Israeli killings of Palestinian civilians in West Bank may be war crimes -- Amnesty
- uploaded: Feb 28, 2014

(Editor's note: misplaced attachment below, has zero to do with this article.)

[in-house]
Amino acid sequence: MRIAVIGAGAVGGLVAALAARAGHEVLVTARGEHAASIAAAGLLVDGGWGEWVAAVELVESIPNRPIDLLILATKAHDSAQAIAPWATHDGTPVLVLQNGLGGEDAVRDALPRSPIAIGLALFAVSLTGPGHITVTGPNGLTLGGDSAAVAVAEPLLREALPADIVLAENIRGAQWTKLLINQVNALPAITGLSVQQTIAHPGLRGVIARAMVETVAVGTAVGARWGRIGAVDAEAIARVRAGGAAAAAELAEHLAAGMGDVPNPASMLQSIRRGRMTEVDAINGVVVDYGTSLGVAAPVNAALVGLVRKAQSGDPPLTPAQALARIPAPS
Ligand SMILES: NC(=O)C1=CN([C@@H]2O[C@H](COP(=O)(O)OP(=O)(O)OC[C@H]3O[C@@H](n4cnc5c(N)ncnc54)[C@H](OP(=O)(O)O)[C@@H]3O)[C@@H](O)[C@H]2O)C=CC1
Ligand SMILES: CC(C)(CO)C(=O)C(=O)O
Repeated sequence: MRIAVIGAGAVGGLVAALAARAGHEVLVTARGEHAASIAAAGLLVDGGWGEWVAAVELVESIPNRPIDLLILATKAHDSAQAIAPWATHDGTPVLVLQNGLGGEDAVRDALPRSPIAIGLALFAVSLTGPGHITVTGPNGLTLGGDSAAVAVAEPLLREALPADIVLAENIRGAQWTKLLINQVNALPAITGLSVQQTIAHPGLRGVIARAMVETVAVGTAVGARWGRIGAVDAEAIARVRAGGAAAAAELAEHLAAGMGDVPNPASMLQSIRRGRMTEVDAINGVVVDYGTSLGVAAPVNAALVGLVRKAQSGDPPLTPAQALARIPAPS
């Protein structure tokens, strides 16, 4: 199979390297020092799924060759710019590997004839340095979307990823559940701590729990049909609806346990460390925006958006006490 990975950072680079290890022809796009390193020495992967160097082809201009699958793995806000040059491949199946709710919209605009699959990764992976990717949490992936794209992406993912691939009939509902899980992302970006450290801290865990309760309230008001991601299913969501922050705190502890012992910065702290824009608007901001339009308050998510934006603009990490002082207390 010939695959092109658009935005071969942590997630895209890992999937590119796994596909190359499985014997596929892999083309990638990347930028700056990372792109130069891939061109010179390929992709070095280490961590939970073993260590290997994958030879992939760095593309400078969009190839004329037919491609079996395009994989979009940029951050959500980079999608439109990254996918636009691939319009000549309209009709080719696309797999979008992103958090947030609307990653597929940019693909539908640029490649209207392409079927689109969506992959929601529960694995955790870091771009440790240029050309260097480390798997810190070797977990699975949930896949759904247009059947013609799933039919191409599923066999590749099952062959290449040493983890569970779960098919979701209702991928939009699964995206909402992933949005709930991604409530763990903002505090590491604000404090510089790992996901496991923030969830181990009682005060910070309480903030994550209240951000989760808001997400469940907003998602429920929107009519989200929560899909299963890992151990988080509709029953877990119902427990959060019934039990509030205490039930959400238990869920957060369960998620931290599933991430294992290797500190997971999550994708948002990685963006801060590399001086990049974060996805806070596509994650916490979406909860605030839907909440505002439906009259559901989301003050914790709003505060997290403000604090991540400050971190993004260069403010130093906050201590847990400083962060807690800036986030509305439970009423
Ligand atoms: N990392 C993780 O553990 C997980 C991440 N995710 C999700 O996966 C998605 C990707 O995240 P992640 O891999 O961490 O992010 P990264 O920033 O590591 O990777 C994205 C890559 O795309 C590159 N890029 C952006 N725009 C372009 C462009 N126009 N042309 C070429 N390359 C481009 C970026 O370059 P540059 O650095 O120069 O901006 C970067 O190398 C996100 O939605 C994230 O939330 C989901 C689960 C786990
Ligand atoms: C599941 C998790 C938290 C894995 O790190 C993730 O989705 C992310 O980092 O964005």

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Israeli forces have killed dozens of Palestinian civilians, including children, over the last three years, and with almost complete impunity, according to the latest Amnesty International report. Some of the killings were unnecessary and willful, which may qualify them as war crimes. The report called "Trigger-happy: Israel's use of excessive force in the West Bank" reveals the unnecessary and brutal killings, as well as human rights abuses in the Occupied Palestinian Territories. The Palestinians killed by Israelis didn't present an immediate or direct threat to the soldiers' lives -- in all cases studied by Amnesty since 2011, the human rights group's website stated. In a few incidents, the killings were apparently willful, which would amount to war crimes. Several victims were shot in the back, allegedly trying to flee and posing no danger to the Israeli military forces, others were stone-throwing demonstrators attacked by lethal means. "The report presents a body of evidence that shows a harrowing pattern of unlawful killings and unwarranted injuries of Palestinian civilians by Israeli forces in the West Bank," Philip Luther, director of the Middle East and North Africa program at Amnesty International, said. In the latest incident Thursday, Israeli forces opened fire and killed a Palestinian man they were seeking to arrest in the occupied West Bank, after he barricaded himself inside his house, Reuters reported. An eyewitness told the news agency that no shots were heard from inside the home before the Israeli forces opened fire. Despite many incidents having happened a few years ago, the findings of the investigations haven't been disclosed. The Amnesty officials are sure that those are not separate incidents, but Israeli government policy. "The frequency and persistence of arbitrary and abusive force against peaceful protesters in the West Bank by Israeli soldiers and police officers -- and the impunity enjoyed by perpetrators -- suggests that it is carried out as a matter of policy," Luther said. Amnesty has also called for "conduct prompt, thorough and independent investigations into all suspected instances of arbitrary and abusive use of force" as for now the Israeli system is "neither independent nor impartial" and "completely lacks transparency." The Israeli army dismissed the allegations, saying security forces had seen a "substantial increase" in Palestinian violence and that Amnesty had revealed a "complete lack of understanding" about the difficulties soldiers faced, Haaretz reported. A total of 22 Palestinians have been killed in the West Bank over the last year, at least 14 of them during rallies. Most of those murdered were young adults under 25, and at least four were children. Among those killed are peaceful protesters, civilian bystanders, human rights activists and journalists, Amnesty reported. More Palestinians were killed by Israeli forces in 2013 than the total number killed in 2011 and 2012 combined, according to UN data. Apart from the killings, at least 261 Palestinians, including 67 children, have been seriously injured by live ammunition fired by Israeli forces in the West Bank over the last three years. Over 8,000 people, 1,500 of them children, have been wounded by other means, including rubber-coated metal bullets and the reckless use of tear gas. Those numbers, Amnesty officials say, help to convey the deadly hazards West Bank Palestinians are constantly facing. "The staggering numbers of wounded provide a sobering reminder of the relentless daily danger faced by Palestinians living in the occupied West Bank," Luther said.
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